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Julius Caesar (English Edition) [Kindle Edition]

William Shakespeare

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"John Cox's edition of Julius Caesar is very user-friendly--it has copious and concise explanatory notes, generous selections from Shakespeare's sources, and a critical introduction that does a remarkable job of highlighting the main lines of interpreting the play over the centuries."--Paul A. Cantor, Clifton Waller Barrett Professor of English, University of Virginia


The Tragedy of Julius Caesar is a tragedy by William Shakespeare, believed to have been written in 1599. It portrays the 44 BC conspiracy against the Roman dictator Julius Caesar, his assassination and the defeat of the conspirators at the Battle of Philippi. It is one of several Roman plays that Shakespeare wrote, based on true events from Roman history, which also include Coriolanus and Antony and Cleopatra.
Although the title of the play is Julius Caesar, Caesar is not the central character in its action; he appears in only three scenes, and is killed at the beginning of the third act. The protagonist of the play is Marcus Brutus, and the central psychological drama is his struggle between the conflicting demands of honour, patriotism, and friendship.
The play reflected the general anxiety of England over succession of leadership. At the time of its creation and first performance, Queen Elizabeth, a strong ruler, was elderly and had refused to name a successor, leading to worries that a civil war similar to that of Rome might break out after her death

Per Wikipedia



Es gibt noch keine Kundenrezensionen auf
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Die hilfreichsten Kundenrezensionen auf (beta) 4.1 von 5 Sternen  66 Rezensionen
16 von 16 Kunden fanden die folgende Rezension hilfreich
5.0 von 5 Sternen The classic book report... with a twist. 15. Februar 2006
Von Andy Kelley - Veröffentlicht auf
Format:Taschenbuch|Verifizierter Kauf
We all know the story of Julius Caesar. The tragic event that led to chaos. Though it is a popular television and movie theme, we know it in large part due to Julius Caesar, William Shakespeare's famed play. It includes moving scenes such as Caesar's infamous "Et tu Brute", and Marc Antony's moving "Friends, Romans, countrymen, lend me your ears." This book, put together by Folger Shakespeare Library, helps to bring this story to life.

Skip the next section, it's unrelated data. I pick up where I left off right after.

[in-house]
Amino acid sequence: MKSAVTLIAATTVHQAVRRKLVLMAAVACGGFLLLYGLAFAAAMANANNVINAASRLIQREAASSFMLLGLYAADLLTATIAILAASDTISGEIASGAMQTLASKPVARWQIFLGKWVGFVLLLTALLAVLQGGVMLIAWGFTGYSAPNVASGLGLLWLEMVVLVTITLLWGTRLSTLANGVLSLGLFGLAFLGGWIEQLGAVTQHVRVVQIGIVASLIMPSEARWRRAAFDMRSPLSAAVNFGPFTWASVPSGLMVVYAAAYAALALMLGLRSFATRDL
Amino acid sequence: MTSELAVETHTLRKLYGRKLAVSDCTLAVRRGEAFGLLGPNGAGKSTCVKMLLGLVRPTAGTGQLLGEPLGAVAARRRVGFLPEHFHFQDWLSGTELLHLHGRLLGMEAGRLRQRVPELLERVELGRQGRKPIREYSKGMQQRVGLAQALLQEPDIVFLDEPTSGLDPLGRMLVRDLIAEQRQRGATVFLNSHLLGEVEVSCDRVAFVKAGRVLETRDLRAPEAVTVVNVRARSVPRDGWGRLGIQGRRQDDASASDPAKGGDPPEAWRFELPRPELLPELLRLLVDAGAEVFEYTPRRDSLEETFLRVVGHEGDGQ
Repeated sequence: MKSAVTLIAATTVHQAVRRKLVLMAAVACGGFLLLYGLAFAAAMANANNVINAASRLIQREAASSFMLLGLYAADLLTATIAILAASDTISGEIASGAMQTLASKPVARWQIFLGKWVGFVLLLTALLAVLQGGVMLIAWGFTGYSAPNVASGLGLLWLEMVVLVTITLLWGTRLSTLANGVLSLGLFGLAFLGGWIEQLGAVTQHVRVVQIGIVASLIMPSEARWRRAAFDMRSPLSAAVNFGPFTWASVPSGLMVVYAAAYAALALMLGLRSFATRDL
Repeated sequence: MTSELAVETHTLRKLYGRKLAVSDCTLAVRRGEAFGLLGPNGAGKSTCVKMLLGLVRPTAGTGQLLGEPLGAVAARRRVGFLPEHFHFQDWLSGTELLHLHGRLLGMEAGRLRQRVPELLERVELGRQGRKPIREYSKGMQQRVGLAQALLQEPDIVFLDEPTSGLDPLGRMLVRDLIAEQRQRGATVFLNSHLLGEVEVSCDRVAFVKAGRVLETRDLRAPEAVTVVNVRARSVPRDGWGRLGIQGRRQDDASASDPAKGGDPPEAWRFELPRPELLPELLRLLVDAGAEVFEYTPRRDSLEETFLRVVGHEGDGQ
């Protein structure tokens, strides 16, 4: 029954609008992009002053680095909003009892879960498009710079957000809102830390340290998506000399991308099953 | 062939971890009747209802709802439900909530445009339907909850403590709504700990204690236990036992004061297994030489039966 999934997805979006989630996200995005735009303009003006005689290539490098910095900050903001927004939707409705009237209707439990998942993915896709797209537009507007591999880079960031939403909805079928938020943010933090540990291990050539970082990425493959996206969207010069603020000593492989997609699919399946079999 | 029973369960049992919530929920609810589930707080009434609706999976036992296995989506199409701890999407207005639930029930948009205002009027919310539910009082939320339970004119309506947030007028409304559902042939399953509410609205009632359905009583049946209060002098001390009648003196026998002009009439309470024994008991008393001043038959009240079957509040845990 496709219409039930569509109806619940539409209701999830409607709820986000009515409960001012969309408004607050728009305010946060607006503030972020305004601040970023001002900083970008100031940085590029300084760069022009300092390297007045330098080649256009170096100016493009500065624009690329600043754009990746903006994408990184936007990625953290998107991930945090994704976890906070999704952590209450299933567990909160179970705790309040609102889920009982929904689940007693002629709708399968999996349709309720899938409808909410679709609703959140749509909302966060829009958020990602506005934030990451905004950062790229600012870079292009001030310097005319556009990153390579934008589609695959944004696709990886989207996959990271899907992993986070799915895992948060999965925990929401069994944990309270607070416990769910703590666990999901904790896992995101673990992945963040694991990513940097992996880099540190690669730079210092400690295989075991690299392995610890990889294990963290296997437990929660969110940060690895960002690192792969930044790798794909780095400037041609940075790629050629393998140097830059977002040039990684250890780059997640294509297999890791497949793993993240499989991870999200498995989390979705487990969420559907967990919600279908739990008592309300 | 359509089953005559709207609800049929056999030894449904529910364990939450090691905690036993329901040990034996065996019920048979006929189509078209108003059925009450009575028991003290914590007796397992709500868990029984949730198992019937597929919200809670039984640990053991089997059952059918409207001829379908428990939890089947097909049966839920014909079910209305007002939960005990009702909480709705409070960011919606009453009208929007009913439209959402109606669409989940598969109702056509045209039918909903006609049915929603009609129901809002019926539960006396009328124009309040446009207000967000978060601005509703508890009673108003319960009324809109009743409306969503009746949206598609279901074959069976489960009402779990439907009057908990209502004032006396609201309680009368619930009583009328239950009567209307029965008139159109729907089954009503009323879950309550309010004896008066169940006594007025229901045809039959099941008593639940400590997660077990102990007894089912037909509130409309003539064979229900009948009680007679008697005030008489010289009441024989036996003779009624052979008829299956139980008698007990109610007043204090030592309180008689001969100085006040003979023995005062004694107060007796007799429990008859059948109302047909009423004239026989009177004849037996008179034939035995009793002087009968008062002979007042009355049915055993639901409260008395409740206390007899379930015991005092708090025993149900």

This book, about 239 pages total, features "explanatory notes conveniently placed on pages facing the text of the play." While these notes may not answer every question you might come up with, I believe they are very helpful to the average reader (such as myself). These pages also provide plenty of room for anyone who prefers to annotate, or write down thoughts, in their books.

Also featured on these pages is a scene summary for every scene. The scene summaries really helped me truly understand the Shakespearian language. I am very grateful I ordered this copy of Julius Caesar, since it has the tools necessary for the average reader to fully grasp what is happening. I picked it up right here on

I can hardly find negative aspects to this edition. The best I can come up with is that the words and phrases noted are not already underlined or marked somehow by the publisher. (I know, not a big deal.) The story is great, a must-read for all history buffs or even the casual reader. All-in-all, if you are looking to read Julius Caesar, or just some Shakespeare to impress your friends or teachers with, check out the Folger Shakespeare Library's edition of Julius Caesar. I highly recommend it.

So, what are you waiting on? Get to it!
50 von 63 Kunden fanden die folgende Rezension hilfreich
4.0 von 5 Sternen Not a Casual Read. 28. Mai 2004
Von Jane E - Veröffentlicht auf
Before I begin, I would like to point out three things. One, I am only a middle-school student (this was an honours class project); two, this is my first review; three, I am reviewing the unabridged, original dialogue version. Thank you.